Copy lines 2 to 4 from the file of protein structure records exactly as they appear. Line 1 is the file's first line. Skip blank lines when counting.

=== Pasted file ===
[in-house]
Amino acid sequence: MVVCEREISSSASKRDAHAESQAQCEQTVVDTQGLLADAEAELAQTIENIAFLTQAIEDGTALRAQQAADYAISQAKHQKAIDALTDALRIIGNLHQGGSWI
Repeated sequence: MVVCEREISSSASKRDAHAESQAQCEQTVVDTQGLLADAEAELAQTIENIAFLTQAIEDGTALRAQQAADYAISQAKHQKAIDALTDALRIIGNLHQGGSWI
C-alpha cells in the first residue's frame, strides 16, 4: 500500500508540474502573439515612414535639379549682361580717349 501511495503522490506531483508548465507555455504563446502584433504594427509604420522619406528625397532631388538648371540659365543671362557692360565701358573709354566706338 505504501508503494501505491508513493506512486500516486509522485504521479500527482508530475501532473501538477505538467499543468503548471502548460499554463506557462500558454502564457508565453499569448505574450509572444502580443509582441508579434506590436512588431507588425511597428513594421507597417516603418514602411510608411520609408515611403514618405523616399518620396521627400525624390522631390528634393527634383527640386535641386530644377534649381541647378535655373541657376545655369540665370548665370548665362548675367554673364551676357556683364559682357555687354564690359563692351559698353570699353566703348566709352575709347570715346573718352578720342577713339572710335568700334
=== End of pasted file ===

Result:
Amino acid sequence: MVVCEREISSSASKRDAHAESQAQCEQTVVDTQGLLADAEAELAQTIENIAFLTQAIEDGTALRAQQAADYAISQAKHQKAIDALTDALRIIGNLHQGGSWI
Repeated sequence: MVVCEREISSSASKRDAHAESQAQCEQTVVDTQGLLADAEAELAQTIENIAFLTQAIEDGTALRAQQAADYAISQAKHQKAIDALTDALRIIGNLHQGGSWI
C-alpha cells in the first residue's frame, strides 16, 4: 500500500508540474502573439515612414535639379549682361580717349 501511495503522490506531483508548465507555455504563446502584433504594427509604420522619406528625397532631388538648371540659365543671362557692360565701358573709354566706338 505504501508503494501505491508513493506512486500516486509522485504521479500527482508530475501532473501538477505538467499543468503548471502548460499554463506557462500558454502564457508565453499569448505574450509572444502580443509582441508579434506590436512588431507588425511597428513594421507597417516603418514602411510608411520609408515611403514618405523616399518620396521627400525624390522631390528634393527634383527640386535641386530644377534649381541647378535655373541657376545655369540665370548665370548665362548675367554673364551676357556683364559682357555687354564690359563692351559698353570699353566703348566709352575709347570715346573718352578720342577713339572710335568700334